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So far this month, two kids died, and two others have been hit by drivers while walking or biking in Duval and St. Johns counties.
ST JOHNS, Fla. — A series of traffic injuries and fatalities involving children in northeast Florida is bringing attention to pedestrian safety.
So far this month, two kids died, and two others have been hit while walking or biking in Duval and St. Johns counties.
Long time city planner and author of “Walkable City” Jeff Speck said the United States is experiencing a pedestrian-traffic epidemic.
He said Jacksonville’s roads are particularly dangerous because they’re made for drivers, not walkers or bicyclists.
“It’s very common in Florida to have lanes in your streets that are 11 or 12 feet wide,” he said. “Twelve feet is a highway width lane. It’s a 70 mile an hour lane. There’s no reason to have a 12-foot lane in an area where the speed limit is 35 miles an hour or 30 miles per hour.”
A 12-year-old boy was hit by a car and died after running from a dog while walking to his bus stop in Jacksonville earlier this month.
Then a St. Johns County fifth grader was killed by a driver that struck him as he rode his bike.
Speck recommends cities start moving toward walkability by auditing streets where people walk and analyze what needs to be changed.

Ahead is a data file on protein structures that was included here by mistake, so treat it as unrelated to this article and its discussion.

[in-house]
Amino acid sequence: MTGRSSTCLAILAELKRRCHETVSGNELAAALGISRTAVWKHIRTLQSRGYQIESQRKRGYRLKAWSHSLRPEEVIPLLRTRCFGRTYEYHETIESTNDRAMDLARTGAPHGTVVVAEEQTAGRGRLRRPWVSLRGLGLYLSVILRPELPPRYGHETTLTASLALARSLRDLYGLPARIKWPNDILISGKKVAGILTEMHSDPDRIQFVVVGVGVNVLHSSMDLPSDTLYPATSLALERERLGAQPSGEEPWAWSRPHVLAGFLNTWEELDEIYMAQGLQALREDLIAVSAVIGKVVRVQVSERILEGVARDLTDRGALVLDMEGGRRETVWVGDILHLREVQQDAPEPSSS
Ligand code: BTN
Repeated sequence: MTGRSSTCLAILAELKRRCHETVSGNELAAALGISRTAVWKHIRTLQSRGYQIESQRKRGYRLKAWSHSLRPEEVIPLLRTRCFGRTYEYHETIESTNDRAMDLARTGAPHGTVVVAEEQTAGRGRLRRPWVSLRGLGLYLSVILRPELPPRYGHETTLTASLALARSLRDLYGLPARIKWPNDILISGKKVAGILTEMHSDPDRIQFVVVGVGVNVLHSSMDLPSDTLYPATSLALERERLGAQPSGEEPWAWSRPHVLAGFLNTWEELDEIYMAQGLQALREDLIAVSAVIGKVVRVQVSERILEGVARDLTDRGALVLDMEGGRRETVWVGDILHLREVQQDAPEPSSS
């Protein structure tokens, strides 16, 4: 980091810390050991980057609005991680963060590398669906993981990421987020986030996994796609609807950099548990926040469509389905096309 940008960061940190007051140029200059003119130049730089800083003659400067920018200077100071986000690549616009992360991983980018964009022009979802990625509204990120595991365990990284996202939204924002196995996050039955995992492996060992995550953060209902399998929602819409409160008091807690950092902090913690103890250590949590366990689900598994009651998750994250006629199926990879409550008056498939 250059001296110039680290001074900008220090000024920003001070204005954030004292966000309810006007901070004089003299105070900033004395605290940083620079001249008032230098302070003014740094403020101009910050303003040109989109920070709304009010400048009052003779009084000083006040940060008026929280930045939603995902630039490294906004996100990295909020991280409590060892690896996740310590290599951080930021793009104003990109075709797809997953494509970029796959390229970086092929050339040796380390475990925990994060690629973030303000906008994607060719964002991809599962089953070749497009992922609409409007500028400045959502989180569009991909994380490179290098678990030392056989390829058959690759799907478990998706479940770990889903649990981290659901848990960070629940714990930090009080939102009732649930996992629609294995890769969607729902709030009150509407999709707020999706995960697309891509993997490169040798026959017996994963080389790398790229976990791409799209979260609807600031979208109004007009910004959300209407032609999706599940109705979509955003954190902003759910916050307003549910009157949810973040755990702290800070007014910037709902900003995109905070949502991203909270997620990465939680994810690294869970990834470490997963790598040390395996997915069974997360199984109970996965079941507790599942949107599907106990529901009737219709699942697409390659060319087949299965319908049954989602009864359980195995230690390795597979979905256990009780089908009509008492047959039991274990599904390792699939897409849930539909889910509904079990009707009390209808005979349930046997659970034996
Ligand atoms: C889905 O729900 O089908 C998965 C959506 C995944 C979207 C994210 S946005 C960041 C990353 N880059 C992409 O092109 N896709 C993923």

“How many lanes are in the road? Is it the number that’s demanded by traffic or perhaps do you have extra? Because each extra lane is causing extra speed and extra time to cross,” he said.
Also this month, a 4-year-old on Jacksonville’s southside was taken to the hospital after a driver hit the child.
On Tuesday, a Tocoi Creek High School student was walking his bike home when another student driving at a slow speed hit him. The St. Johns County Sheriff’s Office said he was not injured.
Speck said when he visits a city with traffic concerns, he looks for signals that could be stop signs and one-way streets that could be two-way streets instead.
Adding bicycle infrastructure is a priority where it’s safe, Speck said.
He believes for walkability to be effective, people must make the choice to walk or bike instead of driving.
Speck said cities need to intentionally target problem areas to work on.
“Places where people are living and working is causing there to be a group of people that have a reason to walk,” Speck said. “Find those places and then attack those first, and then of course, look where the people are getting hit, look where the people are dying.”